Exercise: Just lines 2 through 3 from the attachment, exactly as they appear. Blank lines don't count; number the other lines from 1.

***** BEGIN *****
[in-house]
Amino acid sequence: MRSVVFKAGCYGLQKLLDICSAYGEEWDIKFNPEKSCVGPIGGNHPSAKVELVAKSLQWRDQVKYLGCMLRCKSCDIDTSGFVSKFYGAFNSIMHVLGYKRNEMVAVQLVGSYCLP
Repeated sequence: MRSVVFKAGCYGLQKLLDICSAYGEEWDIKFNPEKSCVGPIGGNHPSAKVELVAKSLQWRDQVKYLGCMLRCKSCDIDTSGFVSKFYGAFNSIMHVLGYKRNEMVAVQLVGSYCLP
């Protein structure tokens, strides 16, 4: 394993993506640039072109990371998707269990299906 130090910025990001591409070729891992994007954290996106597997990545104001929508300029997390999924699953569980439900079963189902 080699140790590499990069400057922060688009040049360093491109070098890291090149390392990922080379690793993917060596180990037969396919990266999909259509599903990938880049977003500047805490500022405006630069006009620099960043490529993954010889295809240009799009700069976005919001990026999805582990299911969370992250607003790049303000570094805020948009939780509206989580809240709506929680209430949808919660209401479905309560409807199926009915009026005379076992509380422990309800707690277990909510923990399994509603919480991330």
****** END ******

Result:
Amino acid sequence: MRSVVFKAGCYGLQKLLDICSAYGEEWDIKFNPEKSCVGPIGGNHPSAKVELVAKSLQWRDQVKYLGCMLRCKSCDIDTSGFVSKFYGAFNSIMHVLGYKRNEMVAVQLVGSYCLP
Repeated sequence: MRSVVFKAGCYGLQKLLDICSAYGEEWDIKFNPEKSCVGPIGGNHPSAKVELVAKSLQWRDQVKYLGCMLRCKSCDIDTSGFVSKFYGAFNSIMHVLGYKRNEMVAVQLVGSYCLP